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Spring 1999

Young Guns
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Michael Stoll
Assistant Professor of Policy Studies
School of Public Policy and Social Research

Ask the person on the street why the urban poor can't get jobs and you'll get a range of guesses and opinions: laziness, drugs, lack of education.

Ask 33-year-old policy studies maven Michael Stoll and you'll hear about such things as "spatial mismatch."

Stoll's National Science Foundation-funded groundbreaking study, Race, Urban Inequality and Economic Opportunity, postulates geography, as opposed to personal shortcomings, as the chief barrier to employment. Thus, spatial mismatch: low-skill workers living in the inner city, with low-skill jobs -- and information about their availability -- located predominately in the suburbs. Transportation between the two places is routinely difficult and expensive. And making matters worse, according to Stoll, data indicates that discrimination, particularly against African Americans, is greater in the suburbs.

Stoll's research, in many ways, is a natural outgrowth of his own life. He witnessed many of these same problems firsthand as a kid growing up in Los Angeles' lower-middle-class Crenshaw District.

"I was a kid interested in fairness, and I saw the problems on the side of town where my family lived were different from the Westside," recalls Stoll. "I knew that. But it wasn't something I could process intellectually."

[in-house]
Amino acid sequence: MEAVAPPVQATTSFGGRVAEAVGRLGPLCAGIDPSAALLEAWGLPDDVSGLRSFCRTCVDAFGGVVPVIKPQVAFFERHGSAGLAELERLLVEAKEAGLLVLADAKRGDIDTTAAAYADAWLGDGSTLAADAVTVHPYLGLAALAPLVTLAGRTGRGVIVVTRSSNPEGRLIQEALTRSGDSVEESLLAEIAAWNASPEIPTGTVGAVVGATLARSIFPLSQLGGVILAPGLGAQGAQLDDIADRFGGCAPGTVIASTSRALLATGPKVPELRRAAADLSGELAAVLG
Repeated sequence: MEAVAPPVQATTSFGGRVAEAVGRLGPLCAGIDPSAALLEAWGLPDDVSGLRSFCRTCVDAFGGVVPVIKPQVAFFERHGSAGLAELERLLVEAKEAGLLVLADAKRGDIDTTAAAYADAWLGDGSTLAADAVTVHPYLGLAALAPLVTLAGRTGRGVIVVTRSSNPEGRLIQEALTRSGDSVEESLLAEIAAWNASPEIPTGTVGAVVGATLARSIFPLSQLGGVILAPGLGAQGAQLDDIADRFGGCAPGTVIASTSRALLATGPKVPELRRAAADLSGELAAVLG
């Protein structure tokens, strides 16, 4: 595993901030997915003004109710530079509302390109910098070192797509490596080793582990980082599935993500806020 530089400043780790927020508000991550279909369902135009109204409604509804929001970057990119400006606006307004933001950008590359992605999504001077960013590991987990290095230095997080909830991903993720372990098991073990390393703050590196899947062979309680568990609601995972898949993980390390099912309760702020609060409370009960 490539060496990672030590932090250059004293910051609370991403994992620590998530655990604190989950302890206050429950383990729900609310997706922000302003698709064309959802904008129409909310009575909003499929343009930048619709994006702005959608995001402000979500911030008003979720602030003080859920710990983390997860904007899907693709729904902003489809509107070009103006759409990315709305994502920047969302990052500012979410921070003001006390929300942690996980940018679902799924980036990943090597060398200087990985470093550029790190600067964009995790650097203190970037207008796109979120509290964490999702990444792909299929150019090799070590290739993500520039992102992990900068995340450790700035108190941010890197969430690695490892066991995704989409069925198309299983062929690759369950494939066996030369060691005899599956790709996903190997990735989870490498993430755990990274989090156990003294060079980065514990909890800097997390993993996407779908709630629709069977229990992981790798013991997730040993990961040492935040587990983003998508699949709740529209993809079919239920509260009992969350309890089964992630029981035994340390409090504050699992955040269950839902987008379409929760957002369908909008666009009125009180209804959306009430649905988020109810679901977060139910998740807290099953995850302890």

That would be some years away. Stoll, an admitted "sports nut" in high school, didn't plan to go to college, let alone study urban employment. He had his sights on becoming a pro basketball player. That dream went bust. He was lined up for a course in welding when a friend of his father's nudged him into higher education. After undergraduate work at Cal State Northridge and UC Berkeley, Stoll earned his master's and Ph.D. at the Massachusetts Institute of Technology, and was awarded several pre- and postdoctoral fellowships.

Today, Stoll still has his old neighborhood in mind as he looks for solutions for urban poverty. His study, testing his theories of spatial mismatch and examining which factors most affect job-seekers, will have direct implications for a number of federally sponsored initiatives to reduce unemployment. Notes Stoll: "I have a strong desire for people to have some chance at opportunities in life. That still drives me."

-- C.L.

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